Now that the New York Times pay wall is live, you only get 20 free clicks a month. For those worried about hitting their limit, we're taking a look through the paper each morning to find the stories that can make your clicks count.
The lead today gets around to the question, in the wake of the killing of Osama bin Laden, about whether the victorious ends justified questionable means, such as waterboarding and other "enhanced interrogation techniques." Also, see the lead of the World section for a very cool automotive report from war-torn Libya.
World: In one of the cooler reports he has filed, C.J. Chivers takes us inside the secret Libyan workshops where they turn regular pickup trucks into machine gun-toting monsters straight out of Road Warrior. Also, it looks like the questions over what Pakistan knew and when it knew it aren't going away, but rather causing rising tension.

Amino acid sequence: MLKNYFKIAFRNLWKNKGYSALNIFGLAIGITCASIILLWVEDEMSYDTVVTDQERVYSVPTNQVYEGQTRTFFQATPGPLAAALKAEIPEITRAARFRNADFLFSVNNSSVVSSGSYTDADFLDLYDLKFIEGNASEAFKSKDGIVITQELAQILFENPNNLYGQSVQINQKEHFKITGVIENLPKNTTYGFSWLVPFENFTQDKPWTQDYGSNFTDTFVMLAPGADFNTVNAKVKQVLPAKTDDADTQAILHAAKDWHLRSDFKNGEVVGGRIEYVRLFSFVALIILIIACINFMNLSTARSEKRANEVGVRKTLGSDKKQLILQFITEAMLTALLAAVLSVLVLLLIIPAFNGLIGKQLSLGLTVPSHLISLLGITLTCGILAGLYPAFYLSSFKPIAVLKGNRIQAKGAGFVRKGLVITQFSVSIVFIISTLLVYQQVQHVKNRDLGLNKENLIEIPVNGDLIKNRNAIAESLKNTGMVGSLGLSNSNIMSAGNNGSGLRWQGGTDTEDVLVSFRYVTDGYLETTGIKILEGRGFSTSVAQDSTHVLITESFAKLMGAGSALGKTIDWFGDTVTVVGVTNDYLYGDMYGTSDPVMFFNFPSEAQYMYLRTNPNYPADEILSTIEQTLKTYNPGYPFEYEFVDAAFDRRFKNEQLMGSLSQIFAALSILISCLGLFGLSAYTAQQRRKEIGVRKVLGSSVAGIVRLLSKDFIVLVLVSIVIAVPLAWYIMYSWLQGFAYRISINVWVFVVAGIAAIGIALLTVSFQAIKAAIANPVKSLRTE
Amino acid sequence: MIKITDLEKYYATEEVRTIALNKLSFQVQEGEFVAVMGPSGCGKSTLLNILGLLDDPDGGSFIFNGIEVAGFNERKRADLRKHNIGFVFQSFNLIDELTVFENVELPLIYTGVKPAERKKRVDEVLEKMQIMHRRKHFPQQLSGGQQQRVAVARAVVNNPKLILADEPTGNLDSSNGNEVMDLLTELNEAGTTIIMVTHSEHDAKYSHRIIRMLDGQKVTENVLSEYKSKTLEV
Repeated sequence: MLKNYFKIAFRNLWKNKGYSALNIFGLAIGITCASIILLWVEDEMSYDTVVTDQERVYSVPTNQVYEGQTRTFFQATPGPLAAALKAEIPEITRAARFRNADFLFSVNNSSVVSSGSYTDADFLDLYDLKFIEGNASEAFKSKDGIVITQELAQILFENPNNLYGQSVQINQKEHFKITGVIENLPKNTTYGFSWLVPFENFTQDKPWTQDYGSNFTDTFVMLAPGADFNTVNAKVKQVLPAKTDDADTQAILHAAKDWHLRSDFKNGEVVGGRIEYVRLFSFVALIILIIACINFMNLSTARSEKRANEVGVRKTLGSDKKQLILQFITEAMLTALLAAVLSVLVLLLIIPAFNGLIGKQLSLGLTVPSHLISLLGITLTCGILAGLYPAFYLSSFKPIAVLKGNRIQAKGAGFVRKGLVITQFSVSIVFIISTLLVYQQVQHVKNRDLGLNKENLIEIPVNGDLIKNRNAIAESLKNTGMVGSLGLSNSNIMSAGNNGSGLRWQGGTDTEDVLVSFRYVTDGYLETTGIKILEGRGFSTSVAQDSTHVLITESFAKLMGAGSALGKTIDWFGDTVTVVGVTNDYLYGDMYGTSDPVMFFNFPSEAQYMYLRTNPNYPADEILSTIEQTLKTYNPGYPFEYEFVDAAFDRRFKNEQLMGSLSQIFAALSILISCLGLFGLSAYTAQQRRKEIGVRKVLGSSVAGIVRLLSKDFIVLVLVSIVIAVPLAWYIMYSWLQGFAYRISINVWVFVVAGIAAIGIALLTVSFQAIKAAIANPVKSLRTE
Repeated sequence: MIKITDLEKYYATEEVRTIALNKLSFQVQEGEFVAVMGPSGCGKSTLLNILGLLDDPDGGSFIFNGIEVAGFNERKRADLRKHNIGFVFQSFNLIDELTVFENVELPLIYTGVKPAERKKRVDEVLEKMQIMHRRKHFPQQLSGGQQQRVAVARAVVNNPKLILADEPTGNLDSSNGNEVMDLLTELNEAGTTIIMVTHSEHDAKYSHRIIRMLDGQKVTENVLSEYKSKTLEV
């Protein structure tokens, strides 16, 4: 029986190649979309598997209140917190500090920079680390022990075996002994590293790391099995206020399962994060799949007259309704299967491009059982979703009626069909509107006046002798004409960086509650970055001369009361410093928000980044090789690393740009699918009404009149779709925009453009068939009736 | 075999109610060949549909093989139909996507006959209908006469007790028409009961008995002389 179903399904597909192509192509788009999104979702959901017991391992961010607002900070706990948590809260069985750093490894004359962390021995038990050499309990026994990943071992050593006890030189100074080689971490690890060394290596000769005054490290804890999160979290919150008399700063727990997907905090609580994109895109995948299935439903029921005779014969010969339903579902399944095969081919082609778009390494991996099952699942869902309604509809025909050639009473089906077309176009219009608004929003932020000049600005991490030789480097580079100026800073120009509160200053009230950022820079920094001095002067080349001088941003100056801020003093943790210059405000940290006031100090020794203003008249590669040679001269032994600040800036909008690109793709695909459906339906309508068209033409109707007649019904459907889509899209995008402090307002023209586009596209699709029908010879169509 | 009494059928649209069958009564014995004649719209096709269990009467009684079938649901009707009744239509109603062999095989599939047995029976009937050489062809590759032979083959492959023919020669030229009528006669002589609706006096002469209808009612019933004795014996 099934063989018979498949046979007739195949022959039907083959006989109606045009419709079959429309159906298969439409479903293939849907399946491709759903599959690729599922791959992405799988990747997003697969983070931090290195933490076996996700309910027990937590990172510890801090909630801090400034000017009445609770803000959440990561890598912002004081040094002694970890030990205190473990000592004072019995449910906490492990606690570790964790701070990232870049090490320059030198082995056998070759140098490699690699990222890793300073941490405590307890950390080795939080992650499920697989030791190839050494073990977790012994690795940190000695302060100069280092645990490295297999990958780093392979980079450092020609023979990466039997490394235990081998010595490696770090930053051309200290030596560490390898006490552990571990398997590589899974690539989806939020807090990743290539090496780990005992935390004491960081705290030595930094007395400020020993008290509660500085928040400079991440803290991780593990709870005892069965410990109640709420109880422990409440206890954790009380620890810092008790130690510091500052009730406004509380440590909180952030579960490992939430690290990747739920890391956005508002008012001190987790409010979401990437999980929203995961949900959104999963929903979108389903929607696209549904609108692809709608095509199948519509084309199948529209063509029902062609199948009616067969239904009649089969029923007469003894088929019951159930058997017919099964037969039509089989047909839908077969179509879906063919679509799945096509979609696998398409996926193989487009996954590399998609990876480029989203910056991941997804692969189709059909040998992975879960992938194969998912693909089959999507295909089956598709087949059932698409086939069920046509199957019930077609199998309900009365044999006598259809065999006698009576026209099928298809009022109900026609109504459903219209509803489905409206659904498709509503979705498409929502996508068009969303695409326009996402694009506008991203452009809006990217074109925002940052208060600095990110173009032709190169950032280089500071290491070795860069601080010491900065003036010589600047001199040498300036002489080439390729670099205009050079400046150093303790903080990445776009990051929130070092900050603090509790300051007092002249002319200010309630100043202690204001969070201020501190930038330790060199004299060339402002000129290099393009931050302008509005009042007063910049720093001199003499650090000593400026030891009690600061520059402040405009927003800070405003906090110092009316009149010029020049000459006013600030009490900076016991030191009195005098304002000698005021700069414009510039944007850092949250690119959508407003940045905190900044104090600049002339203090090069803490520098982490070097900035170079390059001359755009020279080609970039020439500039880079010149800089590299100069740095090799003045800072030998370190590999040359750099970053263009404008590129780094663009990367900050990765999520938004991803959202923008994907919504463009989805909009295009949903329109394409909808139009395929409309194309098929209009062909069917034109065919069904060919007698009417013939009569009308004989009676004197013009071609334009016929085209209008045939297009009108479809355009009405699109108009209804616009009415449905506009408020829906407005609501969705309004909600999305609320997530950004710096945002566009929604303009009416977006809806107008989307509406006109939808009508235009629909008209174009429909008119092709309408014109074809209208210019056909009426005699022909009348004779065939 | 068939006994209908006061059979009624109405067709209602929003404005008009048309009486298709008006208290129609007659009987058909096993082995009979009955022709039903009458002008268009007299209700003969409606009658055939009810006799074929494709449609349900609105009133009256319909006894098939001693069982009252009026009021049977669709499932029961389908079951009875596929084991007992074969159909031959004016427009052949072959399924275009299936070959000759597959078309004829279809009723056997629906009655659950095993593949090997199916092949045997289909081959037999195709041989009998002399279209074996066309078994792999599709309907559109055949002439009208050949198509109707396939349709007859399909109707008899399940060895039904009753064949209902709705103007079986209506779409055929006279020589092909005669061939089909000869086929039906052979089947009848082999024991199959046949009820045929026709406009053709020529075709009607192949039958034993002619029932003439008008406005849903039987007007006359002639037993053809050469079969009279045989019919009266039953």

U.S.: A new natural disaster enters the national pages -- the drought plaguing cities like Boise, Idaho throughout the Great Plains. And in further Bin Laden news, the killing of the terrorist leader has led to an upswell in patriotism on college campuses.
Business: Portugal has gotten its bailout, but that story is available all over the place. There's also a look at China's big investment push, also available elsewhere. It may be more worthwhile to spend your click on this look at cash-strapped federal regulators patrolling Wall Street.
Technology: Google is planning a series of primetime commercials, which is interesting, but they did announce a similar thing a couple of years ago, so you know, cycles. Also, there's an app for calling a car service, which is weird when you think about it since you can already use your phone to do that.
Science: It appears a study on dialects has provided a clue to the origin of the Japanese people.
Health: A new study says low-salt diets aren't as good for you as once thought.
Image by The Atlantic Wire / Cyril Bosselut's Flickr